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Questions on the jerk

  1. Oct 19, 2006 #1
    Questions on the "jerk"

    I have two questions relating to the third derivative of displacement with respect to time. My main question is this. Does a jerk ever occur in the natural universe? I know that there are many situations in which acceleration changes over time, but all that I can think of do not directly relate change in force to time, the all are with respect to position. For example, an object falling towards earth from an extremly long distance or a hooke's law spring.

    My second question is more complicated. It is pretty obvious that you can not suddenly change velocity. You must first accelerate to reach some final velocity. Does this mean that you can not suddenly reach some acceleration? Must you first undergo some jerk? (I can't believe this easily because this would mean that an object freely falling would have to spend some period of time to reach 9.8 m/(ss)). But if an object does need to have some jerk for some acceleration to be reached, does this mean that in order to have some jerk, you must undergo some fourth derivative of displacement, and some fifth for that, and so on for infinate derivatives?

    I'm only a high school senior, so try to answer in a way that is not too complicated.
     
  2. jcsd
  3. Oct 19, 2006 #2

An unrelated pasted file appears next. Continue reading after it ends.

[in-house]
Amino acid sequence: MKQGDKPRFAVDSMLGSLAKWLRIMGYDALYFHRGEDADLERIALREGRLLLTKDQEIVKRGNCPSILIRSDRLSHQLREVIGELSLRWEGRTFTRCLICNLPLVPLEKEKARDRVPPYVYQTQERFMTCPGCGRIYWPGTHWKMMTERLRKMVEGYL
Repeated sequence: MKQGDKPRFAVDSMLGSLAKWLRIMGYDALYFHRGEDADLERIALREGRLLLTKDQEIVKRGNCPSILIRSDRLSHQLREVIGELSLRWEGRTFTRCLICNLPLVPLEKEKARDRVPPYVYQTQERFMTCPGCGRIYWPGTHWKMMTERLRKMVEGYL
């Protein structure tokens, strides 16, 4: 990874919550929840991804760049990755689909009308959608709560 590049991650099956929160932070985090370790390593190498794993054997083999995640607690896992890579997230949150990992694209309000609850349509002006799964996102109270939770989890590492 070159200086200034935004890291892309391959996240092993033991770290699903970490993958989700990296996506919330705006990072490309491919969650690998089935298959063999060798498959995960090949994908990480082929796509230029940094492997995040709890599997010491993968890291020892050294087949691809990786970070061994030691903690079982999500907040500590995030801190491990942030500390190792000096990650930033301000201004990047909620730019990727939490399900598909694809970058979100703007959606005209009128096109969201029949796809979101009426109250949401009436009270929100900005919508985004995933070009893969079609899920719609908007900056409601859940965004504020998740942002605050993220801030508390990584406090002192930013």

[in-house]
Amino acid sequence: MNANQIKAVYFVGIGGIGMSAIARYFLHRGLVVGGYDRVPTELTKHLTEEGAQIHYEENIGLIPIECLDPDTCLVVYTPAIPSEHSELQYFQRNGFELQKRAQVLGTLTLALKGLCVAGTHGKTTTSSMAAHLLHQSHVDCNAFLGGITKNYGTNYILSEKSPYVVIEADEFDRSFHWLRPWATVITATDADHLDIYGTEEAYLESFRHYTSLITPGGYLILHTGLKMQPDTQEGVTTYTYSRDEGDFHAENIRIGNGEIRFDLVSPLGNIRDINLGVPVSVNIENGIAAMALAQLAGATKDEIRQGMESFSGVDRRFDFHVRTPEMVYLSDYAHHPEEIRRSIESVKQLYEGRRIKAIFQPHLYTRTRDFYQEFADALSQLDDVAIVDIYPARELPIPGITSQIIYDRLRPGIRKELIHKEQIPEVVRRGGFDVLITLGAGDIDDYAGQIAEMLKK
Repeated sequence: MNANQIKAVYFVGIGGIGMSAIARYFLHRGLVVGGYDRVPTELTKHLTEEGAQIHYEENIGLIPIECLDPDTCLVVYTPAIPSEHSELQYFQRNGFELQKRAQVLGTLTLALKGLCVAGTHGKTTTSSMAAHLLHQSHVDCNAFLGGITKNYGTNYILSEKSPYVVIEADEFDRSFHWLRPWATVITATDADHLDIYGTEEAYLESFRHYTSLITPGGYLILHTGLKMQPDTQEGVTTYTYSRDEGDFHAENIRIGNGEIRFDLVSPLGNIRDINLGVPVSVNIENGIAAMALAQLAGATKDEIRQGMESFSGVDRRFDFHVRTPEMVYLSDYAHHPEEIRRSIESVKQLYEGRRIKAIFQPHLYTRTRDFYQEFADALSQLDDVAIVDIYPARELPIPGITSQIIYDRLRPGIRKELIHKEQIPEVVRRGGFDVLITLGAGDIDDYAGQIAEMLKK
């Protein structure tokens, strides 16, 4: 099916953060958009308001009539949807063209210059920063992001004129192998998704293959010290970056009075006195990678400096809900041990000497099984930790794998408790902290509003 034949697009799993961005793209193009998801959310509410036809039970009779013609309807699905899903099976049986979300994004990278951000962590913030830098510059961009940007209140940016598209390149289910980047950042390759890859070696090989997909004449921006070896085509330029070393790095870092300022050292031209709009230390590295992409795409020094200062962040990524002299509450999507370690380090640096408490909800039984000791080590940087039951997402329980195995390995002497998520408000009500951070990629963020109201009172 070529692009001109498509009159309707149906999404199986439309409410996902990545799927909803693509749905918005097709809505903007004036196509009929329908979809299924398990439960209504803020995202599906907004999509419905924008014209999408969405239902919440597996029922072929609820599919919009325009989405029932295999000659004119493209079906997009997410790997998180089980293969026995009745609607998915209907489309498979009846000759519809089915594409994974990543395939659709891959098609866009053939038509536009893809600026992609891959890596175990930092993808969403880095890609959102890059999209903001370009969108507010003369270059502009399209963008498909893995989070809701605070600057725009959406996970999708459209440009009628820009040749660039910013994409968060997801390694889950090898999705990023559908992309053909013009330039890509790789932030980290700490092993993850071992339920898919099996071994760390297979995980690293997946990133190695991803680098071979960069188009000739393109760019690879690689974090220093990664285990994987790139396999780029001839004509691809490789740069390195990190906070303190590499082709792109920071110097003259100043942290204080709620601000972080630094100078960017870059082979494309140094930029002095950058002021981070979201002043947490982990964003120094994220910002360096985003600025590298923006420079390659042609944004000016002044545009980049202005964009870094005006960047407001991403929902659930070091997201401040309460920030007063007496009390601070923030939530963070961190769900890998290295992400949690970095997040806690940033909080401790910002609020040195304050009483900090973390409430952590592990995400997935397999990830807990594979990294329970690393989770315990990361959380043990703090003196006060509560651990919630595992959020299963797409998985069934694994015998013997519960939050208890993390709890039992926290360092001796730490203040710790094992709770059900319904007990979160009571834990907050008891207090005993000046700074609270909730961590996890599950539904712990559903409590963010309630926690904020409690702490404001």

that an interesting take! i've never thought about it before.
    you can relate an acceleration directly to a force
    so i guess the instant a force is applied, the full acceleration due this force will instantly exist.
    the reason you cant instantly have a velocity is because of inertia, eg a bodies mass. the inertia resists the acceleration of the mass. but i dont think there is a corresponding "inertia" resisting the acceleration of the acceleration.

    what i'm trying to say is that no, the INSTANT you apply gravity or any other force, to something, (and no other force) it will have an INSTANT acceleration proportional to the force, and its velocity will gradually increase.
     
  4. Oct 19, 2006 #3
    I think you are asking the same question twice. Does acceleration change in time? Yes. A "jerk" is called a discontinuity and discontinuities don't really exist. If you zoom in enough you will find a gradual increase.

    And your observation that force is often dependent on position is true, but not pertinent to this discussion.
     
  5. Oct 19, 2006 #4
    Of course jerks occur in the natural universe. I meet them everyday. :p

    Jokes aside, yes, they can occur. If you apply a constant net force on an object then it will have constant acceleration. The jerk (rate of change of acceleration) is zero.

    Now, if you simply have a time varying force on an object then it will have time varying acceleration, right? The jerk (rate of change of acceleration) is non-zero!

    Technically, all applications of net forces result in jerks, since force cannot change instananeously. There must be a gradual transition from zero force to some finite force when a force is applied. This results in a gradually changing acceleration, or jerk.

    But, yes, IF all forces changed instantaneouly then the acceleration would also change instantaneously resulting in discontinuities in the acceleration curve which are interpreted as infinite acceleration changes, or INFINITE jerk between intervals of constant acceleration. But forces NEVER change instantaneously!
     
    Last edited: Oct 19, 2006
  6. Oct 19, 2006 #5